What to Expect
What to Expect with Coronary Stenting
Coronary stenting is a minimally invasive procedure most often performed in Loyola’s cardiac catheterization lab. In order to clear your blocked coronary artery, your cardiologist will use a small needle to access the femoral artery in your leg. A thin guidewire followed by a catheter will go through your artery up to the blockage in your heart. Once your cardiologist opens your artery with angioplasty, a stent will be placed inside your artery to keep it open.
A drug-eluting stent (DES) is a stent coated with a special medication to reduce the risk of renarrowing of the artery. The medication slowly dissolves into the artery in the weeks after the stent is inserted.
If you have weak heart muscles or complications, such as diabetes or multiple blockages, heart bypass surgery may be a better option. Our multidisciplinary team of cardiologists, cardiovascular surgeons and other specialists will work with you to determine the best treatment plan for your specific case.
Minimally Invasive Procedure to Clear Artery Blockage and Restore Blood Flow
Insertion of a heart stent, also called coronary stenting, is the primary method by which the highly skilled general cardiologists and interventional cardiologists at Loyola Medicine clear artery blockage and restore blood flow to your heart.
A stent is a small wire mesh tube used to open arteries that are narrowed or blocked. Coronary stenting is done in conjunction with coronary angioplasty, a procedure whereby your cardiologist uses a small balloon-like device to enlarge and stretch your artery. As the balloon is deflated and withdrawn from the artery, the stent remains in place and serves as a permanent scaffolding to keep the artery open. Within a few weeks, the natural lining of the artery grows over the surface of the stent.
Heart stenting is typically done to alleviate chest tightness, shortness of breath and heart attack. It can be used to correct artery closure from coronary artery disease (CAD) and prevent restenosis, or re-closure of your artery following angioplasty.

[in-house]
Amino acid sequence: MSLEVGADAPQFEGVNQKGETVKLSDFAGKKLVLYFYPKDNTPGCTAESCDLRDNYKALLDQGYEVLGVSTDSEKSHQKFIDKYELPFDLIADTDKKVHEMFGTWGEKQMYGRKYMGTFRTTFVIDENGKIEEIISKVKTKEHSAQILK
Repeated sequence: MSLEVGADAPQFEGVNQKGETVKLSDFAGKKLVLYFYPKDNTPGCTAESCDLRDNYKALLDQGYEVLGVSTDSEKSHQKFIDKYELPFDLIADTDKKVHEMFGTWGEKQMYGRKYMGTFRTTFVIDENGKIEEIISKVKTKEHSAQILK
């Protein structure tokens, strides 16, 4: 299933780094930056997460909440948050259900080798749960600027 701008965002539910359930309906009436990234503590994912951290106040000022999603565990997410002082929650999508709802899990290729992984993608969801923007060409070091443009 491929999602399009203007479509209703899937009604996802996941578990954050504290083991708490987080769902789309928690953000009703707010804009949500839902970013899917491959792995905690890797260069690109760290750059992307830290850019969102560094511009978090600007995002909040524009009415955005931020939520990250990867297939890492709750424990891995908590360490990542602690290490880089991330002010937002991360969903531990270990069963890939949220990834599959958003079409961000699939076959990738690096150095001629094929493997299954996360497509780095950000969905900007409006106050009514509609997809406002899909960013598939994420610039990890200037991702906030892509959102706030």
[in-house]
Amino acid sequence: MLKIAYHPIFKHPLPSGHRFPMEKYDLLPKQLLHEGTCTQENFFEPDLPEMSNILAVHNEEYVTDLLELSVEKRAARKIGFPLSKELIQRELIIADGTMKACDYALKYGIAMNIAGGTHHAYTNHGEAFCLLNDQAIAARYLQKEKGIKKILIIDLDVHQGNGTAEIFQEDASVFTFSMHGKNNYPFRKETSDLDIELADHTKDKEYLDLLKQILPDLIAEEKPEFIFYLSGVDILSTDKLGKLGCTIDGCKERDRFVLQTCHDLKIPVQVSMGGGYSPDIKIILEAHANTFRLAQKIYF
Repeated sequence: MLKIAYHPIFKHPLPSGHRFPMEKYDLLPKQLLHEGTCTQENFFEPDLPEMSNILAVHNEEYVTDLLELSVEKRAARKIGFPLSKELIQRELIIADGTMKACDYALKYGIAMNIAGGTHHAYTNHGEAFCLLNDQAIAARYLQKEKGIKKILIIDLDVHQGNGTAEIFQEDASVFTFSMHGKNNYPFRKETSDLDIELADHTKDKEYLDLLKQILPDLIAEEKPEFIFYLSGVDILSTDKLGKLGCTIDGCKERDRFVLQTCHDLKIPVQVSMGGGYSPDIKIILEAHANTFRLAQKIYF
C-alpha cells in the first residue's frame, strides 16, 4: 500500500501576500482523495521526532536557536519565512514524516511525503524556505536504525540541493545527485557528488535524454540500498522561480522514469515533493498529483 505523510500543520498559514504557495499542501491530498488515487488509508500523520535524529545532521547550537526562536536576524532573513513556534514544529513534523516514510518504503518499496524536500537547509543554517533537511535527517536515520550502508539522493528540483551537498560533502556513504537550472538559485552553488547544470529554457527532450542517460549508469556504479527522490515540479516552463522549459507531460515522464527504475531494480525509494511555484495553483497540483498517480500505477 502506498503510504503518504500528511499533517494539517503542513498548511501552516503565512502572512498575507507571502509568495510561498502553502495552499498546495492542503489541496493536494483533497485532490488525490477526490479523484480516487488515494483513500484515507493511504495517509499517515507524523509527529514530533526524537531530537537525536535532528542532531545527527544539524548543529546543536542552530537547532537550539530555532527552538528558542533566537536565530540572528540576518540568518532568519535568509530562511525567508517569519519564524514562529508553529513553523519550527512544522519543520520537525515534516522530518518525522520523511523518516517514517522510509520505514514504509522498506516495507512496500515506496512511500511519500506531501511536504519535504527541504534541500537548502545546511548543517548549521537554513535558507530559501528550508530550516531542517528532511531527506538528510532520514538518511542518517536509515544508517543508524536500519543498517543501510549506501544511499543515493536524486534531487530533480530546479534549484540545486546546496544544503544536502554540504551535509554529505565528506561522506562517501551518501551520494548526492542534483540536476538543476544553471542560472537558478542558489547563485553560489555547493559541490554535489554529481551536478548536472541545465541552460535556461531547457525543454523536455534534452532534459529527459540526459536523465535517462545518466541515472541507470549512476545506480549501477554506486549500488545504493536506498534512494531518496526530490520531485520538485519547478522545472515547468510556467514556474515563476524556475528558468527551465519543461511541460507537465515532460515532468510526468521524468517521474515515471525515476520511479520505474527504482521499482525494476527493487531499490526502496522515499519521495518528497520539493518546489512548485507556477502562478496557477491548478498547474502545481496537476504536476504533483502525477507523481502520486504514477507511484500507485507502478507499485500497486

Each of Loyola’s expert interventional cardiologists performs nearly 300 angioplasties and heart stents a year, a volume that translates into improved outcomes for our patients.
Why Choose Loyola for Coronary Stenting?
Loyola’s cardiology and heart surgery program is ranked among the best in the country and heart failure care at Gottlieb Memorial Hospital is recognized as a high performing specialty by U.S. News & World Report.
For patients who arrive at our emergency department with a blocked coronary artery, Loyola achieves a door-to-balloon time of 90 minutes for 100% of patients, and 60 minutes for 89% of patients. A quick door-to-balloon time is critical to the treatment of patients with coronary artery disease. This means that every patient needing PCI (percutaneous coronary intervention) due to a blocked artery receives this treatment within 90 minutes of entering the hospital.
Loyola is also part of the ACTION Registry ®, a quality improvement program that focuses specifically on the treatment of patients with STEMI (ST segment elevation myocardial infarction), the deadliest form of heart attack with substantial risk of death and disability. Through participation in this program, Loyola is continually applying the most advanced care for patients with STEMI.
What are the Risks of Coronary Stenting?
Coronary stenting is a common procedure used to treat heart issues and is not often associated with great risk. However, as with any surgical procedure, potential risks can occur and may include:
- Blood clots
- Discomfort and bleeding at insertion site
- Restenosis, or re-narrowing of your artery
Less common, but more severe risks may include: